Industrial Development Corporation & Competition Commission on their 2012 Strategic Plan

Economic Development

20 March 2012
Chairperson: Ms E Coleman (ANC)
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Meeting Summary

The Industrial Development Corporation (IDC) spoke about its focus areas for 2012/13, the funding model, increased funding for expansions and start-ups and the IDC's regional presence. The Competition Commission provided information on its strategic priorities, mergers and acquisitions, advocacy work and stakeholder relations, human resources and corporate governance, and a three-year budget projection.

The Committee's questions for the IDC focused on whether they had any data on failed initiatives they had invested in, to what extent the entity had invested in the textile industry to help resuscitate it, what the link was between the IDC's core business and their energy efficiency initiatives, why there was a decrease in funding to the mining and mineral beneficiation sector, and whether they could quantify the number of jobs they created. Members wondered how the IDC had been able to sustain itself for over 60 years and if they had invested in any co-operatives Members noted that Walmart had expressed interest in the agro industry – a sector that was already dominated by “giants” and was very centralised. They worried about how this would affect emerging black farmers and asked how the IDC was going to handle this. The Committee asked if part of the IDC's budget had been set aside for skills development, why South Africa was lagging behind in creating solar energy, if they saw a difference in the sustainability of distressed companies they assisted, and if they envisaged creating more sustainable jobs by investing in the green economy.

The Committee asked the Competition Commission if it ever looked at ways to assist co-operatives to acquire local procurement, what the most serious sanctions were that could be imposed on price-fixing cartels, what the implications were when they lost court cases, what they attributed the increase in their case load to, and if mergers were a good thing for the economy. Members wondered how the Commission found a balance between directing a market to provide a service as cheaply as possible, yet also trying to prevent anticompetitive behaviour. They applauded the initiatives to limit job losses and asked how they ensured that companies did not retaliate by retrenching staff when they were fined.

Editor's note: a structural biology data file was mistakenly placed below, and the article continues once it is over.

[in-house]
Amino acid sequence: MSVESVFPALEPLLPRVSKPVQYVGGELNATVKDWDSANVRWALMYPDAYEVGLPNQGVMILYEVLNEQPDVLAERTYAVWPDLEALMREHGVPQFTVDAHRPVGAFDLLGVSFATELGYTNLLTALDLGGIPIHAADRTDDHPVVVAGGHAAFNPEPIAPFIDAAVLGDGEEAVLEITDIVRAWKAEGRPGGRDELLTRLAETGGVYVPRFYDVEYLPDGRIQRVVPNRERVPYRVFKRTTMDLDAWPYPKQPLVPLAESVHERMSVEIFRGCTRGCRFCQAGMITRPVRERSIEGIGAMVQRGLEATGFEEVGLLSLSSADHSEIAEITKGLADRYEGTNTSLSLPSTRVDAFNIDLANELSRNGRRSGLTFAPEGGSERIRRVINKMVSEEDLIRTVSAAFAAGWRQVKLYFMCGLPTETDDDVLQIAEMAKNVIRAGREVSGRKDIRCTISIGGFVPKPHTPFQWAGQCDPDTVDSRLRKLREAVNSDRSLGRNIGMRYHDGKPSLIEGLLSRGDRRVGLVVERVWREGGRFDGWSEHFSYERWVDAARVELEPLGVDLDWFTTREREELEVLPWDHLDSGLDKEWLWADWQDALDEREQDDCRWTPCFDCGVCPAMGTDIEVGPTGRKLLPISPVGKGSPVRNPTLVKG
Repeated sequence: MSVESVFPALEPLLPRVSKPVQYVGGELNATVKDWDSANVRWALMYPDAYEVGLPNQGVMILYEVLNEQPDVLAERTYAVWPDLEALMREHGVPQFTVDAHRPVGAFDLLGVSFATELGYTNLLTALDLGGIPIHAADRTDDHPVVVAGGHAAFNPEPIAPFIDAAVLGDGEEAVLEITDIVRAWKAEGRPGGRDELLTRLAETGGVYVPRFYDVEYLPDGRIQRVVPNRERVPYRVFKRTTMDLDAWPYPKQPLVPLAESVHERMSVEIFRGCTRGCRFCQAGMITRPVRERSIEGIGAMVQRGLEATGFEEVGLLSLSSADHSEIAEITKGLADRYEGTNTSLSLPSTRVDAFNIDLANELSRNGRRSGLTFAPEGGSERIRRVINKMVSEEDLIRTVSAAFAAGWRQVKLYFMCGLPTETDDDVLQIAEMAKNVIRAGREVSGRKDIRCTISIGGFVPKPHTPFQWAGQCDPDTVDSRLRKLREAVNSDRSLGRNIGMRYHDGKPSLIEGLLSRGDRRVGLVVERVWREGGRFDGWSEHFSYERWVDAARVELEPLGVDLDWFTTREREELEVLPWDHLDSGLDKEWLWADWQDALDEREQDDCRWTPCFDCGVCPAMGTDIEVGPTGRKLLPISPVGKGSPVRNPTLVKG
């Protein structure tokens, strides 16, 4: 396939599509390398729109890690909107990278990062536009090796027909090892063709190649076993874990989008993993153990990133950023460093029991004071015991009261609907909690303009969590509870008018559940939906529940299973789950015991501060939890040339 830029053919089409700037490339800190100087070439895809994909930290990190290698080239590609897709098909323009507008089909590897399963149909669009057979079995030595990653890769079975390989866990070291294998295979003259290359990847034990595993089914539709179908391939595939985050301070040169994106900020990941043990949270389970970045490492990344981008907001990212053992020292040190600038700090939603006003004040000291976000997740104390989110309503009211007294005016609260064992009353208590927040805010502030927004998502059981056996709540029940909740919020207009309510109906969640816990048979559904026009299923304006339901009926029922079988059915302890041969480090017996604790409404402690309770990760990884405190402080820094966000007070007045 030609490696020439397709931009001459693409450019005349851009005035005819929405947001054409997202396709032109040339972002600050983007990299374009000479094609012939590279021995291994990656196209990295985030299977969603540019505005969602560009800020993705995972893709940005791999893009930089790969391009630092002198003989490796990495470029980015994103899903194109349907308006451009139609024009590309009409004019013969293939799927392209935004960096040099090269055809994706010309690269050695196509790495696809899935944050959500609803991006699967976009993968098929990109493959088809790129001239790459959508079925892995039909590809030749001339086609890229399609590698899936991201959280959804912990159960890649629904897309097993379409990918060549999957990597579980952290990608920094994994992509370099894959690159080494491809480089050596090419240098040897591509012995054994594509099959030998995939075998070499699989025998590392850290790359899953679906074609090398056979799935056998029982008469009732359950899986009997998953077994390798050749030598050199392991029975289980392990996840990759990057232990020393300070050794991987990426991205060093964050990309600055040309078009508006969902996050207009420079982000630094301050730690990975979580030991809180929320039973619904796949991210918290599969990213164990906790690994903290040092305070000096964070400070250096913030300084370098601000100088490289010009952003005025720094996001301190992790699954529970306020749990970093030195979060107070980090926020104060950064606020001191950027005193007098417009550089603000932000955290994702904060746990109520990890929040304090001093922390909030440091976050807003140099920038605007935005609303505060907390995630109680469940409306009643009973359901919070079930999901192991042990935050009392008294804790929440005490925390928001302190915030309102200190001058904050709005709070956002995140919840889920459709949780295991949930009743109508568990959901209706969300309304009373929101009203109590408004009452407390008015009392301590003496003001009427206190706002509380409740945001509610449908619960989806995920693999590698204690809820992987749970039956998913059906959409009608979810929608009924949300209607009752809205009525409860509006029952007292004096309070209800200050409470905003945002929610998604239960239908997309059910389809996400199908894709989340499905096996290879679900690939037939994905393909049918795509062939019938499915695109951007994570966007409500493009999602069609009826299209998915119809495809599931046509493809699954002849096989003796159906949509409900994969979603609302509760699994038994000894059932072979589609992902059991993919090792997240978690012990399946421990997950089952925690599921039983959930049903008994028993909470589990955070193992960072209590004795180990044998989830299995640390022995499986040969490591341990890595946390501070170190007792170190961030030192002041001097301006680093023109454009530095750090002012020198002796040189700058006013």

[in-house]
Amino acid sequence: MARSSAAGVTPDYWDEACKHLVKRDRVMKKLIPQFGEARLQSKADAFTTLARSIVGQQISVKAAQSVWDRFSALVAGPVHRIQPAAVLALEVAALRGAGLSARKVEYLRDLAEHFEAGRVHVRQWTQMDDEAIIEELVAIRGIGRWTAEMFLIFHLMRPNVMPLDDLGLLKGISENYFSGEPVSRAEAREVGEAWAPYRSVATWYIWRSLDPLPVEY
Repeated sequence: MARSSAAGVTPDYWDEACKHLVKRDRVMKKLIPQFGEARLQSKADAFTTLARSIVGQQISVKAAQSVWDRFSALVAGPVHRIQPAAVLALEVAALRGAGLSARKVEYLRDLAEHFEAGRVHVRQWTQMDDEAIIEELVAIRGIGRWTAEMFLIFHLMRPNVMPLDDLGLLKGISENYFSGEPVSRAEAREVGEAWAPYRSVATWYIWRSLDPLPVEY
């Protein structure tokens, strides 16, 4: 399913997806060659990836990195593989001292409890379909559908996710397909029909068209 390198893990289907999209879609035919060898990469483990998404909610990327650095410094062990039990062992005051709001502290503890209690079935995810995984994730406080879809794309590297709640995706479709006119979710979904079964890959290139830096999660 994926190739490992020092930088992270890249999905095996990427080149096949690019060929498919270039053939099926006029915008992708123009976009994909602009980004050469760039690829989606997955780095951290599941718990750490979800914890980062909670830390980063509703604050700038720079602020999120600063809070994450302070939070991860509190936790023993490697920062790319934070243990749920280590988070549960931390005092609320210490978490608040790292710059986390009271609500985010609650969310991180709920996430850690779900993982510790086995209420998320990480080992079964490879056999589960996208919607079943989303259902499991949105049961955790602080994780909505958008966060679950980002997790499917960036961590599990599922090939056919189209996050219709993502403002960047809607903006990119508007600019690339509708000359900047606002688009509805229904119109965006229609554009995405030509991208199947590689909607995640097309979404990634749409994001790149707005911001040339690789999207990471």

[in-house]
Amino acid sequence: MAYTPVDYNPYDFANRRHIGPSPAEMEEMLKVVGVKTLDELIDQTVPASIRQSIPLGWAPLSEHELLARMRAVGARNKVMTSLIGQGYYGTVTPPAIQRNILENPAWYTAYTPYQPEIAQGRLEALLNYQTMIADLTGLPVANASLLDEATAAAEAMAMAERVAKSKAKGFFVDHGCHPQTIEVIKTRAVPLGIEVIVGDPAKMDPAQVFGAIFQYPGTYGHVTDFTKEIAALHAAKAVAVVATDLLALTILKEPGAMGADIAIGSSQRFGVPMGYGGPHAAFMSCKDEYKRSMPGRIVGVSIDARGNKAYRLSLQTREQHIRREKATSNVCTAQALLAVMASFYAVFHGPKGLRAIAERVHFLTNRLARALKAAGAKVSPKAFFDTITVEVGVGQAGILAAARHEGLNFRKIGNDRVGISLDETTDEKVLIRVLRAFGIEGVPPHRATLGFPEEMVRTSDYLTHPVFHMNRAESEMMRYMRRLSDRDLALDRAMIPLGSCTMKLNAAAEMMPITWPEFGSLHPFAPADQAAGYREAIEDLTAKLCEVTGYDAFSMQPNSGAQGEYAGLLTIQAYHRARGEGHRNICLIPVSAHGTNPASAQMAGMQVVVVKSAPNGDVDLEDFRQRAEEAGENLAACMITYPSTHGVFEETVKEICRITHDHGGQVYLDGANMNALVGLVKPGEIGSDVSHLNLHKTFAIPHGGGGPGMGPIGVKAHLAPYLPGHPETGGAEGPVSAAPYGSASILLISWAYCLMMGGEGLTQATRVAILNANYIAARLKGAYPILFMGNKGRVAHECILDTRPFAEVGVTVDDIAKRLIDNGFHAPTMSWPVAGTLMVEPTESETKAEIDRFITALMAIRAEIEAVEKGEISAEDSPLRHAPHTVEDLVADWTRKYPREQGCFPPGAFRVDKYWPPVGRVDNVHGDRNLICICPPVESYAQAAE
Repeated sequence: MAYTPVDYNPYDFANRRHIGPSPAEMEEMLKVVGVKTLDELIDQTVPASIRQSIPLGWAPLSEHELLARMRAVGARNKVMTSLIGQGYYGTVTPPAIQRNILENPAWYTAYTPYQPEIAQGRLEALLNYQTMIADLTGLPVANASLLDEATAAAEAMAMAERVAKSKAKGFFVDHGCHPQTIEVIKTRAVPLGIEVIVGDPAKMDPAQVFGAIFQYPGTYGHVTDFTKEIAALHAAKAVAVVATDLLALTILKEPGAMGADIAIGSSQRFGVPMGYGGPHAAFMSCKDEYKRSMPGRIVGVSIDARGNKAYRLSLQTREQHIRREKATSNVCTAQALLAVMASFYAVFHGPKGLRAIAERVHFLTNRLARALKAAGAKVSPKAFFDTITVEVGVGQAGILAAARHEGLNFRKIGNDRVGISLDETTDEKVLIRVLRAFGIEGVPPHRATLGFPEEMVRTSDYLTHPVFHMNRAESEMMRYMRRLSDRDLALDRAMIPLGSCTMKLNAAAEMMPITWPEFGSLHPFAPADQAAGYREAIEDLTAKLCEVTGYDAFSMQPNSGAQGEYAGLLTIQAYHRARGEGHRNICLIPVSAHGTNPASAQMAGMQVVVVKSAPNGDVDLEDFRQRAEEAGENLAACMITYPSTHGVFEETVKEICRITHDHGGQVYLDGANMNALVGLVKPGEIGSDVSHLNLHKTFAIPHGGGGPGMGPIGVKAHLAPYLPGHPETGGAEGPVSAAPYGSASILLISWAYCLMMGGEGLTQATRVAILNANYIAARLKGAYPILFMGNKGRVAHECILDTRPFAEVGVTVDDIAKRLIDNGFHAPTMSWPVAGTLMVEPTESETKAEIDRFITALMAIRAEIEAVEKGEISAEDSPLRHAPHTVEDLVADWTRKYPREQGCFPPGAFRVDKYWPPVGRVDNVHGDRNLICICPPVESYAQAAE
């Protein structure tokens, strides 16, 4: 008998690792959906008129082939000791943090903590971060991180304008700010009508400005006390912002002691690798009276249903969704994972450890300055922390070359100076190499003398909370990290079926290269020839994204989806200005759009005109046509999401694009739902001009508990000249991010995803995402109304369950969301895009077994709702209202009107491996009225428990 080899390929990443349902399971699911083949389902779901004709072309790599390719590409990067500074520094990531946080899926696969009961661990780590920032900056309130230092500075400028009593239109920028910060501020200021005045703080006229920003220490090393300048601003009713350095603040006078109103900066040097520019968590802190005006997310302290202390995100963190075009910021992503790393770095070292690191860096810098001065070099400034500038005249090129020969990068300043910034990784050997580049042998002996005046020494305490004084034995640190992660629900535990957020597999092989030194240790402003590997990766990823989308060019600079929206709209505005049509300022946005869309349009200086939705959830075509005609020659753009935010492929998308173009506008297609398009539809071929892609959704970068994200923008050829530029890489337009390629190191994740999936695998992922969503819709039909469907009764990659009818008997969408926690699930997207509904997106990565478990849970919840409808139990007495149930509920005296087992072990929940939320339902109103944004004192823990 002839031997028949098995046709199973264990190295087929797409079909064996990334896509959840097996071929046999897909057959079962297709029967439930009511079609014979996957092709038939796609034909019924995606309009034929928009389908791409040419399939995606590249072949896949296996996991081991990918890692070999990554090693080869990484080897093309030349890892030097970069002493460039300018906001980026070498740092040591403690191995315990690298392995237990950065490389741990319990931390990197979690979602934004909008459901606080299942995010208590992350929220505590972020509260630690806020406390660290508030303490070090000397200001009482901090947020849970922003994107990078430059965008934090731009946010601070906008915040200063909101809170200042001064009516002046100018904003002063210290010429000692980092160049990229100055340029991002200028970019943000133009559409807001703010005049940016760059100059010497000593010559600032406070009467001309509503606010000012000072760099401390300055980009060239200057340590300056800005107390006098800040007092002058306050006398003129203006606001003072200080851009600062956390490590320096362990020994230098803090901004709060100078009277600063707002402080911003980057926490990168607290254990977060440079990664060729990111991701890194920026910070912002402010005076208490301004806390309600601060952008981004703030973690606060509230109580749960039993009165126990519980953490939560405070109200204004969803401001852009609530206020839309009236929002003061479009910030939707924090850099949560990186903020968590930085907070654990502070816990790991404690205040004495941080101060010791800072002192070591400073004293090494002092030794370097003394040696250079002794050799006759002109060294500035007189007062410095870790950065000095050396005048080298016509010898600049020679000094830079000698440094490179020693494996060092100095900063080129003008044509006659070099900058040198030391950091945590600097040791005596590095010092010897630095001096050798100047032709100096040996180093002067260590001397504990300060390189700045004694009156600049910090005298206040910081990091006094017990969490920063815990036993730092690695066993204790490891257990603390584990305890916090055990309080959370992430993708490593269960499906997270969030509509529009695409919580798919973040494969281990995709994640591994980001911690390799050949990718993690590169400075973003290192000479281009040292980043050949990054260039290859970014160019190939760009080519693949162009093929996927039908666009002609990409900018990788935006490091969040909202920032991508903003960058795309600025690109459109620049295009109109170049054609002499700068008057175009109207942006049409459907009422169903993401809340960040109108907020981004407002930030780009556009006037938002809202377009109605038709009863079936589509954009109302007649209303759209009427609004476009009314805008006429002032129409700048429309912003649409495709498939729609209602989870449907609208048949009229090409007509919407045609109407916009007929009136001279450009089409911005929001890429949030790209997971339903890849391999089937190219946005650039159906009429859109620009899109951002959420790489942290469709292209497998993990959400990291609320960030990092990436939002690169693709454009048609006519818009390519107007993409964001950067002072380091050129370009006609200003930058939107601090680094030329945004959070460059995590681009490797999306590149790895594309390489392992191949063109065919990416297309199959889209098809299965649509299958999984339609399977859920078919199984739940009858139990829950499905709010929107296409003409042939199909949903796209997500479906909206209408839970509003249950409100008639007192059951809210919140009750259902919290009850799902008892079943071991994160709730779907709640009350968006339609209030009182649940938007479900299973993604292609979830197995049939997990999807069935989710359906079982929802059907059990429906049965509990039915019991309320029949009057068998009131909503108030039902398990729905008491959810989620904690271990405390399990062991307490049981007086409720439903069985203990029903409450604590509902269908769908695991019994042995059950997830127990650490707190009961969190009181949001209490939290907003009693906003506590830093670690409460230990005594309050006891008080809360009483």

Meeting report

Industrial Development Corporation (IDC) briefing
Mr Geoffrey Qhena, IDC CEO, briefed the Committee on the vision, mission, objectives and values of the IDC. The objective of the IDC was to support industrial capacity development by facilitating sustainable direct and indirect employment, focusing on regional equity, growing the entrepreneur and Small and Medium Enterprises (SME) sectors, focusing on expansion and/or Broad-Based Black Economic Empowerment (BBBEE), focusing on environmentally sustainable growth, and growing sectoral diversity and increasing localisation.

Mr Shakeel Meer, Head of Corporate Strategy at the IDC, said the entity's strategy was to focus on leadership in industrial development. The strategy was to:
▪ concentrate on industrial development in line with the National Growth Path (NGP) and the Industrial Policy Action Plan 2 (IPAP2)
▪ contribute to an enabling environment by taking a proactive role in shaping and influencing policy
leveraging the IDC's portfolio for maximum impact and designing customised funding schemes as an enabler for development2010
▪ focus on customer service and the environmental impact by looking at improved customer service, improved efficiencies and reducing industries and the IDC's impact on the environment.

The IDC's focus areas for 2012/13 and budgeted investments include:
▪ Agro industries (7%) - for rural-poor linkages and import replacement
▪ Strategic High Impact Projects (17%) - for industrial infrastructure and localisation of bus, truck and taxi manufacturing